Melaleuca quinquenervia
Melaleuca quinquenervia
Broad-leaved paperbark
Melaleuca viridiflora
Melaleuca viridiflora
Red form
Photos: Keith Townsend, Brian Walters

Growing Conditions

In nature melaleucas are often associated with swamps and boggy conditions. Some, such as M.quinquenervia will even be seen growing directly in watercourses with their roots immersed. This suggests that they should be a suitable choice in gardens where drainage is less than ideal. And, as a general rule, this is true enough. They will often thrive where more delicate plants will (literally) rot away.

However, it's not quite that simple (well, what did you expect? ...nature rarely makes gardening simple!). Some care is needed with the Western Australian species when grown in the east. As I've already mentioned, many of these are easily grown but they will rarely succeed in poorly drained situations.

Melaleucas are also more tolerant of shady conditions than many other plant species. They won't thrive in heavy shade and they certainly flower best in sun but they can be a real answer to a difficult landscaping problem.


Like most plants, melaleucas can be attacked by a variety of pests, particularly if they are growing poorly. Healthy plants growing in a mixed garden which is frequented by a variety of birds are rarely attacked to an extent that cannot be tolerated. A few chewed leaves on a vigorous plant is no reason to reach for the insecticide.

The most common pest is the well-named "webbing caterpillar". These grubs build a protective shield around themselves comprising plant material and their own... let me put this as delicately as I can... droppings. They can seriously defoliate a plant if left unchecked and can be difficult to spray because the web tends to protect them. I find that the best treatment is to physically destroy the webs by hand and then remove the pests with a strong jet of water from a hose (water restrictions permitting, of course).

Try These for Starters

The accompanying table lists 20 species, about half of which are readily available. The rest will require some searching out or you could try propagating some for yourself.

Melaleucas are easily grown from seed and a good range of species is available from commercial seed suppliers. The only disadvantage is that they may take 5 years or more to flower. Propagation from cuttings is also easy and, if propagated from a mature, flowering specimen, they will usually flower in their second season.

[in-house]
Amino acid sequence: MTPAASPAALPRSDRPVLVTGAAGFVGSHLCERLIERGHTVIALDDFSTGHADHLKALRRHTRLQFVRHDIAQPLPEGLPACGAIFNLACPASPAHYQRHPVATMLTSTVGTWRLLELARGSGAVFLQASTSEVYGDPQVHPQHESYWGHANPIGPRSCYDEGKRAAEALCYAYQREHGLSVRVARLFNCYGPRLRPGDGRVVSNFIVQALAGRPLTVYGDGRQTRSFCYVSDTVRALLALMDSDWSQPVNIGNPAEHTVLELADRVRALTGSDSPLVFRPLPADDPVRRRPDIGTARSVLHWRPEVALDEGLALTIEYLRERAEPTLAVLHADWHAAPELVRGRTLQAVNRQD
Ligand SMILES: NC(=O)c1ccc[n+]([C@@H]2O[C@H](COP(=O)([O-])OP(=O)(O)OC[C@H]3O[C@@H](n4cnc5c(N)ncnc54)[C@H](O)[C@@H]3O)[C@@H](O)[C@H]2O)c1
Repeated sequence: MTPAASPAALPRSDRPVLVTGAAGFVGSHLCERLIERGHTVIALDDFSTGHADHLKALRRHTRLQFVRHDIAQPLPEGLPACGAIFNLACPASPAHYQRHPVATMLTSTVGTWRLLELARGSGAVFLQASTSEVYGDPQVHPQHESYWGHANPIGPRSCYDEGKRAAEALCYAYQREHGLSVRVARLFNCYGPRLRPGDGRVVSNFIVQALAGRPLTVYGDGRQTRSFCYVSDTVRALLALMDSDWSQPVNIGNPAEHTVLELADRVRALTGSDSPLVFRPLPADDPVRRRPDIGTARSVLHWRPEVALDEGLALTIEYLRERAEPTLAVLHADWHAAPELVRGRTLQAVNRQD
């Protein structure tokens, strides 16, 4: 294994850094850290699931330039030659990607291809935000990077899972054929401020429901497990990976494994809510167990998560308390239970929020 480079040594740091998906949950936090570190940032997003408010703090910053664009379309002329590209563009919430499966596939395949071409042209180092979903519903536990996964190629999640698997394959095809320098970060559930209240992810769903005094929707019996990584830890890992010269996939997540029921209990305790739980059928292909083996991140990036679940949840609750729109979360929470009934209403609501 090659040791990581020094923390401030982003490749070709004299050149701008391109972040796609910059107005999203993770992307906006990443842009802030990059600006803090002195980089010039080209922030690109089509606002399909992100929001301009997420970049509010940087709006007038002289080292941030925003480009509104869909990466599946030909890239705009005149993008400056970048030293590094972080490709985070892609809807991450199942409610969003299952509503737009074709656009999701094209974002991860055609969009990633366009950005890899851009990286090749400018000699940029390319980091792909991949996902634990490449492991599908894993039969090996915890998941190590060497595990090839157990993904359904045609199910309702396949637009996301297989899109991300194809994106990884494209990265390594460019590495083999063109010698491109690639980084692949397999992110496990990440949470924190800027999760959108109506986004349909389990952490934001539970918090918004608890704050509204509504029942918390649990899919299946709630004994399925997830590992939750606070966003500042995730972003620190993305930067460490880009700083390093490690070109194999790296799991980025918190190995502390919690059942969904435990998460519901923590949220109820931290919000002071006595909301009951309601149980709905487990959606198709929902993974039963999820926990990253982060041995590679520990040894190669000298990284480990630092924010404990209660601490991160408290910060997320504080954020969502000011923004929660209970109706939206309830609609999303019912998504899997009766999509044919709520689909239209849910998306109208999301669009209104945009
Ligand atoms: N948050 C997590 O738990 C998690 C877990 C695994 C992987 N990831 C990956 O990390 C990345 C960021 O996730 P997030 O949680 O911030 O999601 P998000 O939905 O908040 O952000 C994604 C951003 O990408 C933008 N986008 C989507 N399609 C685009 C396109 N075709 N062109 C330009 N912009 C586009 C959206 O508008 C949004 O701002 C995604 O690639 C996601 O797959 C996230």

SpeciesSize (metres)Flower ColourCode (see footnote)Remarks
capitata1.5 x 1.5YellowH1Very attractive species with well displayed flowers.
calothamnoides1.0 x 1.0Red/greenCVery attractive species, rarely grown.
decussata2.5 x 2.0MauveVAn "oldie but a goodie"; flowers fade quickly.
diosmatifolia2.0 x 1.5MauveVFormerly M.erubescens.
diosmifolia3.0 x 2.0GreenH1Green brushes are very attractive but plant can be slow to flower.
nematophylla3.0 x 2.0PinkH1Interesting narrow foliage and conspicuous flower heads.
fulgens1.5 x 1.5Red/ApricotH1Red form is more attractive bush; salmon/pink. Other forms and colours available.
'Georgiana Molloy'2.0 x 1.5CeriseH1Spectacular flowers but shrub is a little untidy.
huegelii3.0 x 1.5WhiteH2Upright growth and pink buds are distinctive.
hypericifolia2.5 x 2.0RedVSome forms larger; prostrate form also available.
incana2.0 x 2.0CreamH1Weeping, grey foliage; "Velvet Cushions" is compact form.
linariifolia6.5 x 3.5WhiteV"Sea Foam" is a magnificent cultivar in flower.
macronycha2.0 x 1.5RedH1Very attractive "bottlebrush" type.
nesophila4.0 x 3.0MauveH1Good, quick growing screen; attractive foliage/flowers.
nodosa1.5 x 1.5YellowVVariable species; smaller forms are most attractive.
quinquenervia9.0 x 6.0WhiteVTypical "paperbark"; can sometimes grow larger.
squamea2.5 x 2.0Purple-mauveH1Requires extra water in dry conditions for best performance.
thymifolia1.0 x 1.0PurpleVWhite and pink forms also available.
viridiflora10.0 x 6.0Yellow/RedH3Weeping red flowered form is attractive; frost tender.
wilsonii1.0 x 1.5PurpleH2Very spectacular species.
V: Hardy in most soils and climates
H1: Hardy in temperate regions
H2: Hardy in temperate regions but best in areas of low summer humidity
H3: Hardy in tropical and sub-tropical areas; probably unsuited to cold climates

Based on an article published in the May/June 1993 issue of "Gardens and Backyards" magazine.

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Australian Plants online - 2007